In response to the leak of the Pentagon Papers, the federal government teeters on the precipice of abolishing freedom of the press. It takes a noble team of journalists and their initially meek female boss, whose family legacy is on the line, to step up and stop them. The Post chronicles how their stand helped protect the First Amendment, established the Washington Post as a political-reporting powerhouse, and provoked the Nixon administration to take desperate measures. While the film chronicles the past, it’s also clearly speaking to the present, hoping to not so subtly remind audiences of the importance of the ongoing fight to report the truth in the age of “alternative facts.”
Meryl Streep stars as Washington Post publisher Kay Graham, who was only given the reins to her father’s paper after her husband’s suicide. Tom Hanks plays the Post’s executive editor, Ben Bradlee, who leads a ragtag editorial team at the paper. Through a quirky series of events, the Post’s group of reporters get their hands on the Pentagon Papers—which reveal that the U.S. government knew for years that the Vietnam War was unwinnable—and continue to publish them even after the New York Times is silenced by an injunction. While the Times first broke the story, the Post pulls a Spartacus to stand beside them, despite the potential legal and financial consequences for Graham and her employees. The Post ultimately serves as a prequel of sorts to All the President’s Men, as the final scene depicts the break-in at the Watergate Hotel.
This well-structured film offers context for its story by mentioning touchstones of U.S. history, as well as using monologues from the movie’s female characters to illustrate a culture in which Graham had every reason to doubt herself or stay silent. While this comes off as a bit ham-fisted, it makes her ascension to self-assuredness and her team’s moral victory feel all the more triumphant.
It’s a tall order to make typing, reading, printing, and sorting documents seem like high-stakes action, and director Steven Spielberg does a delightful job of using light, sound design, score, and motion to build tension. The Post also strikes a charmingly well-balanced tone. The script by co-writers Liz Hannah and Josh Singer (the latter of whom also co-wrote the Oscar-winning original screenplay for the newspaper movie Spotlight) sets up beautiful, well-timed bursts of comedy to break up the heaviness and moralizing of the story.
The Post is an ensemble drama more than anything else, which unfortunately might shortchange stars Streep and Hanks come awards time. But make no mistake: Their performances anchor the movie. Both convey so much with just a twinkle in their eyes, and Streep is able to communicate her character’s internal journey from harmless housewife to champion of the truth with just her facial gestures. The cast is stacked with recognizable faces, though only a few truly get their moment in the sun—in particular, TV stars Bob Odenkirk as scrappy reporter Ben Bagdikian and Matthew Rhys as Daniel Ellsberg, the jaded Defense Department contractor behind the leaks.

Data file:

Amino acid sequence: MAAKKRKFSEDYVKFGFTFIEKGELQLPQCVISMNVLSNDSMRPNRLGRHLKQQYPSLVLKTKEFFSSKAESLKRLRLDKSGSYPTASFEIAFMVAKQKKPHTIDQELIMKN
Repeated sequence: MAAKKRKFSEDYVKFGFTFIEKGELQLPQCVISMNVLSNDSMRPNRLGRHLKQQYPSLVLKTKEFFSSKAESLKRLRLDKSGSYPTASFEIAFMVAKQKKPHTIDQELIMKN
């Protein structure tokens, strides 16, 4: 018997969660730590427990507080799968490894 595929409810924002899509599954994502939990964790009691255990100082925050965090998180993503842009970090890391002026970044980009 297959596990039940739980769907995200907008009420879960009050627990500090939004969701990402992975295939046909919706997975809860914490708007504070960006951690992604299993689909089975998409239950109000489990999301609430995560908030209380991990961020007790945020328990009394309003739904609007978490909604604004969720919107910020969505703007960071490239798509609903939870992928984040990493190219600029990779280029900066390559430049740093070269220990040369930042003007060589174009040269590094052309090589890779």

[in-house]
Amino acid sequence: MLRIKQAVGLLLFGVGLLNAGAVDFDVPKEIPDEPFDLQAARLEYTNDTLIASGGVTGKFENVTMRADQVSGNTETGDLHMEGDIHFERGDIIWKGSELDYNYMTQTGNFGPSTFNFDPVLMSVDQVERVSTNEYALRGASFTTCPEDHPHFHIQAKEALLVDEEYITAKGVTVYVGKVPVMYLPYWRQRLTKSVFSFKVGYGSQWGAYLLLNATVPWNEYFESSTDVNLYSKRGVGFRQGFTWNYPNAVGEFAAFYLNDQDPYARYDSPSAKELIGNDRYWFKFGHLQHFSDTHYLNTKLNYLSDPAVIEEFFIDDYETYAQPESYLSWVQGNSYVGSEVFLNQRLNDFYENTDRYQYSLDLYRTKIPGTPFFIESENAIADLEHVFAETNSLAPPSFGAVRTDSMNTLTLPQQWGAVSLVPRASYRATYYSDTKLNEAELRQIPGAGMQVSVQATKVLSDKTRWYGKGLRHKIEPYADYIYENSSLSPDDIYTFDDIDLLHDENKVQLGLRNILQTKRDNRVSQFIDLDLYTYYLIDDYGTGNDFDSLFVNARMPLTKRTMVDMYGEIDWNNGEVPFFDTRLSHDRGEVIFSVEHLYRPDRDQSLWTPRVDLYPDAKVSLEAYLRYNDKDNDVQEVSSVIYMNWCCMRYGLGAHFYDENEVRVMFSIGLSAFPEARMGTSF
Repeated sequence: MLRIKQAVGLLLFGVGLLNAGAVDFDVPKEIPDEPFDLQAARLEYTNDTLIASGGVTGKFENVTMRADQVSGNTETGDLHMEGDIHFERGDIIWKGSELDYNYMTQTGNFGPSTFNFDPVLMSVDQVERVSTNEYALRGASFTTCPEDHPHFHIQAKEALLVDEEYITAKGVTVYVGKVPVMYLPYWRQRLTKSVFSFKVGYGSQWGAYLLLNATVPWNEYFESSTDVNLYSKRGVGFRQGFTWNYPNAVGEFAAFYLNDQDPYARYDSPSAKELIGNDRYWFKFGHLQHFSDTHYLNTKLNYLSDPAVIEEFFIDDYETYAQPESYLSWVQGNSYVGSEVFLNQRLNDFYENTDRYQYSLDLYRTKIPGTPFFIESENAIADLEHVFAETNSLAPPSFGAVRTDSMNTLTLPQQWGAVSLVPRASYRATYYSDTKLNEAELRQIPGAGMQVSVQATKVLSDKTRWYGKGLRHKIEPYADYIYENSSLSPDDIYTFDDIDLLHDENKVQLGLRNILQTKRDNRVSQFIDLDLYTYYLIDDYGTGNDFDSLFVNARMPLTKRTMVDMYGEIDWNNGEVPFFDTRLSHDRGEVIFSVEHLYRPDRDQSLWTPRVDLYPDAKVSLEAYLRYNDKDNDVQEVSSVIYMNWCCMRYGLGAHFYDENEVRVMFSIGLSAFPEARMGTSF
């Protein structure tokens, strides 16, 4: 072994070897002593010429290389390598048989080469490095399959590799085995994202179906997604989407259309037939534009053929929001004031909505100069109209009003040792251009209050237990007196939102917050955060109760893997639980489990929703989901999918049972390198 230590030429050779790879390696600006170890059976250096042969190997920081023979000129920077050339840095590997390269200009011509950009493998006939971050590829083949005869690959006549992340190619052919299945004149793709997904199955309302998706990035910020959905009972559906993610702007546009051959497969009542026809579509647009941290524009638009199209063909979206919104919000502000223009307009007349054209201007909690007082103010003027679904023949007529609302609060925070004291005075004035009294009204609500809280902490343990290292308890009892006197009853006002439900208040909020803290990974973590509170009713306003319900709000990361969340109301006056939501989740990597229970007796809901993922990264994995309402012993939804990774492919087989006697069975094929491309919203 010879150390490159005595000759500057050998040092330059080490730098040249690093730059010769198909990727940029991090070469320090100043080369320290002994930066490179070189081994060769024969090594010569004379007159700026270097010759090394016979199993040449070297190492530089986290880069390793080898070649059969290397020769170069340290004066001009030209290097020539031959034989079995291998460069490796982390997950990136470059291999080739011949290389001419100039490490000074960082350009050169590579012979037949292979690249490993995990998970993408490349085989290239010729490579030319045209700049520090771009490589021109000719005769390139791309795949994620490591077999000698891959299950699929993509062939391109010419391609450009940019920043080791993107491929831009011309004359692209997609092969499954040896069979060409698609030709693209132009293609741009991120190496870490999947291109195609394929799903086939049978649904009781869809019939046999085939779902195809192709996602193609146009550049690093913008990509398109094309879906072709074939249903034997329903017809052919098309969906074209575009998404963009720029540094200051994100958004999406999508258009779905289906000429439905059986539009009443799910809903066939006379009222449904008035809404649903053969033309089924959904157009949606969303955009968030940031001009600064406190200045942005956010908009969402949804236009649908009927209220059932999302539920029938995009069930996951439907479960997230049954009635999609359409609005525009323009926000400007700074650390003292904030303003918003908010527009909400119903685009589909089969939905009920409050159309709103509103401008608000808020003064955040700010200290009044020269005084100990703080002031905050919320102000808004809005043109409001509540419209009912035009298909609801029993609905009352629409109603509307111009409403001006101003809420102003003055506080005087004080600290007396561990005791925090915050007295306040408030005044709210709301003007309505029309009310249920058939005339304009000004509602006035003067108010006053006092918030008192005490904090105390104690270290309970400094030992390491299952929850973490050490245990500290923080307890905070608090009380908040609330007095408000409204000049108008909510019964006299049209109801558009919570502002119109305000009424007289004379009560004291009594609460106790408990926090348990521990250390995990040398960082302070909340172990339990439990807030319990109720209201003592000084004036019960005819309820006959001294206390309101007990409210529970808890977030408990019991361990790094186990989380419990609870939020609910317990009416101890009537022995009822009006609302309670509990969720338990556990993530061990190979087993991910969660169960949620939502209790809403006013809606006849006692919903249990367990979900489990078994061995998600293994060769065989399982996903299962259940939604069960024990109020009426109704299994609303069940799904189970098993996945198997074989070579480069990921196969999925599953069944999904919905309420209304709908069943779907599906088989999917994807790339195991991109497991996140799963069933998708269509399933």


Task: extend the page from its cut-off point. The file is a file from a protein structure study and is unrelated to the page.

While the film has a talented cast and energetic execution, its biggest asset might be its timeliness. Firstly, Graham is portrayed as a woman whose potential was boxed in by the times she lived in. But, given the opportunity, she displays courage in times of crisis far beyond what the narrow-minded white men surrounding her in the boardroom, the dining club, and the stock exchange are capable of summoning. In a four-way phone call between Graham, Bradlee, and two members of her board, Graham embodies the phrase that became a feminist battle cry in 2017: “She was warned. She was given an explanation. Nevertheless, she persisted.” And The Post makes it clear that she was right not to back down.
Secondly, traditional stalwarts of journalism, including the Post and the Times, have been under attack from both the government and financial forces in recent years. Though it comes off somewhat heavy-handed and might lack the staying power of other classic journalism films, The Post successfully serves as a stirring reminder that the press serves the governed, not the governors, and is crucial to our democracy.